John Dewey quotes
Birthdate: 20. October 1859
Date of death: 1. June 1952
John Dewey was an American philosopher, psychologist, and educational reformer whose ideas have been influential in education and social reform. Dewey is one of the primary figures associated with the philosophy of pragmatism and is considered one of the fathers of functional psychology. A Review of General Psychology survey, published in 2002, ranked Dewey as the 93rd most cited psychologist of the 20th century. A well-known public intellectual, he was also a major voice of progressive education and liberalism. Although Dewey is known best for his publications about education, he also wrote about many other topics, including epistemology, metaphysics, aesthetics, art, logic, social theory, and ethics. He was a major educational reformer for the 20th century.
The overriding theme of Dewey's works was his profound belief in democracy, be it in politics, education or communication and journalism. As Dewey himself stated in 1888, while still at the University of Michigan, "Democracy and the one, ultimate, ethical ideal of humanity are to my mind synonymous."
Known for his advocacy of democracy, Dewey considered two fundamental elements—schools and civil society—to be major topics needing attention and reconstruction to encourage experimental intelligence and plurality. Dewey asserted that complete democracy was to be obtained not just by extending voting rights but also by ensuring that there exists a fully formed public opinion, accomplished by communication among citizens, experts, and politicians, with the latter being accountable for the policies they adopt.
Quotes John Dewey
James Hinton, Philosophy and Religion: Selections from the Manuscripts of the Late James Hinton, ed. Caroline Haddon, (2nd ed., London: 1884), [//books.google.com/books?id=DpxRAAAAMAAJ&pg=PA267 p. 267].
Widely misattributed on the internet to Dewey, who actually attributes it to Hinton in Human Nature and Conduct: An Introduction to Social Psychology (New York: 1922), [//books.google.com/books?id=Ws0RAAAAYAAJ&pg=PA115 p. 115].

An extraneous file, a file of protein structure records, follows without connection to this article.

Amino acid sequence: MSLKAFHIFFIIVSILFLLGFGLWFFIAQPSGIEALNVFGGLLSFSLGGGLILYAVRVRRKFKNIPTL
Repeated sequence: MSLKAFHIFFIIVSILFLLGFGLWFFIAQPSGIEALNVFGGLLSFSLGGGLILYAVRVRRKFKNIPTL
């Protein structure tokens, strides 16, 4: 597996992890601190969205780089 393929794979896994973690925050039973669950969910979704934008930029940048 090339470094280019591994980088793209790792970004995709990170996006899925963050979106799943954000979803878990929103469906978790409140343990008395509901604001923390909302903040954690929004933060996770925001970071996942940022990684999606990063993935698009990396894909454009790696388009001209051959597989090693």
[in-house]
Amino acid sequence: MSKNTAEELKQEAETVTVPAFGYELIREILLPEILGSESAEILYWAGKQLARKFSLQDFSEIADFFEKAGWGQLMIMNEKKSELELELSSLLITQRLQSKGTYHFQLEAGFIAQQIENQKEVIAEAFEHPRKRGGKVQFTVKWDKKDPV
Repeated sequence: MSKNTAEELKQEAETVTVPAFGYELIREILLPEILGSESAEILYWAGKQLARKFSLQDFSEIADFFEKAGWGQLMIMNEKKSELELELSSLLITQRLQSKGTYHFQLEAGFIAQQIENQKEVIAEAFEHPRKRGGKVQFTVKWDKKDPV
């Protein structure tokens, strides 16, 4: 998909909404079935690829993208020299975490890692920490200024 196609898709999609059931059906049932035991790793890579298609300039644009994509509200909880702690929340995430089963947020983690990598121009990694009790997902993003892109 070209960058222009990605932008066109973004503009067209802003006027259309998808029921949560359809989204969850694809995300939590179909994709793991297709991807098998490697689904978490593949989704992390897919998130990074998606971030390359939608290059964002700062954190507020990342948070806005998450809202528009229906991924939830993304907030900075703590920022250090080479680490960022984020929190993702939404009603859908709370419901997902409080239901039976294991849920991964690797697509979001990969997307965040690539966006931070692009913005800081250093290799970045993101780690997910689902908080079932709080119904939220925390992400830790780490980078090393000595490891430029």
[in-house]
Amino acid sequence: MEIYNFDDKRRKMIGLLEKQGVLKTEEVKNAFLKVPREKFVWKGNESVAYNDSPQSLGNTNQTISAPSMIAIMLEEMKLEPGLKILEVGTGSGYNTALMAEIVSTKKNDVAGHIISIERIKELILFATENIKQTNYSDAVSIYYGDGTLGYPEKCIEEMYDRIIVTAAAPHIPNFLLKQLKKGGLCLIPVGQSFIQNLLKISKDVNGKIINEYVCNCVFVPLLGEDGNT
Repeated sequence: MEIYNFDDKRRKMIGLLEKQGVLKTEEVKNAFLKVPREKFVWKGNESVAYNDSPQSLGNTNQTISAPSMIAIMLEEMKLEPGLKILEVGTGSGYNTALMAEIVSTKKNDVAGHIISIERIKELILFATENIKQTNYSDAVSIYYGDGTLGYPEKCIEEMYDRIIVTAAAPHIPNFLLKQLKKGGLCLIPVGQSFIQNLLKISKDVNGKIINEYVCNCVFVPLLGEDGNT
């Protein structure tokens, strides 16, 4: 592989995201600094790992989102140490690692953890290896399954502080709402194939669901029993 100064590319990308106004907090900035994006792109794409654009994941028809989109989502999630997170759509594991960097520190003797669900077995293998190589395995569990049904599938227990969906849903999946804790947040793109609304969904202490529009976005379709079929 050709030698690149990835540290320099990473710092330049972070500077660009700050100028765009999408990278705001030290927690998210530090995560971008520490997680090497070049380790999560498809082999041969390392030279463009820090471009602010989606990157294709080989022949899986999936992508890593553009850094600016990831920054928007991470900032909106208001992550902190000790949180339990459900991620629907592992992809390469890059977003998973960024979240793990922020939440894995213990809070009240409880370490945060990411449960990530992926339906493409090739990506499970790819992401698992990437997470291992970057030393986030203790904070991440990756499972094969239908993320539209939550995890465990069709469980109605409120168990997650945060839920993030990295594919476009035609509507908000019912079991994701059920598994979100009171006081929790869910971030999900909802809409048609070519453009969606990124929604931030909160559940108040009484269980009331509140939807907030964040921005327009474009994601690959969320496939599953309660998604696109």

This is a paraphrase of an idea that Dewey expressed using other words in My Pedagogic Creed (1897) and Democracy and Education (1916); it is widely misattributed to Dewey as a quotation.
Cf. James William Norman, A Comparison of Tendencies in Secondary Education in England and the United States (New York: Teachers College, Columbia University, 1922), [//books.google.com/books?id=qrmgAAAAMAAJ&pg=PA140 p. 140] (emphasis added): "...there has for years been a strong and growing tendency in the United States under the leadership of Dewey, and more recently of Kilpatrick, to find an educational method correlative of democracy in society with the belief that education is life itself rather than a mere preparation for life, and that practice in democratic living is the best preparation for democracy."
Variant: Education is a social process; education is growth; education is not preparation for life but is life itself.
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The Need of an Industrial Education in an Industrial Democracy (1916)
Context: It is no accident that all democracies have put a high estimate upon education; that schooling has been their first care and enduring charge. Only through education can equality of opportunity be anything more than a phrase. Accidental inequalities of birth, wealth, and learning are always tending to restrict the opportunities of some as compared with those of others. Only free and continued education can counteract those forces which are always at work to restore, in however changed a form, feudal oligarchy. Democracy has to be born anew every generation, and education is its midwife.
The Quest for Certainty (1929), Ch. XI
Source: The Quest for Certainty: A Study of the Relation of Knowledge and Action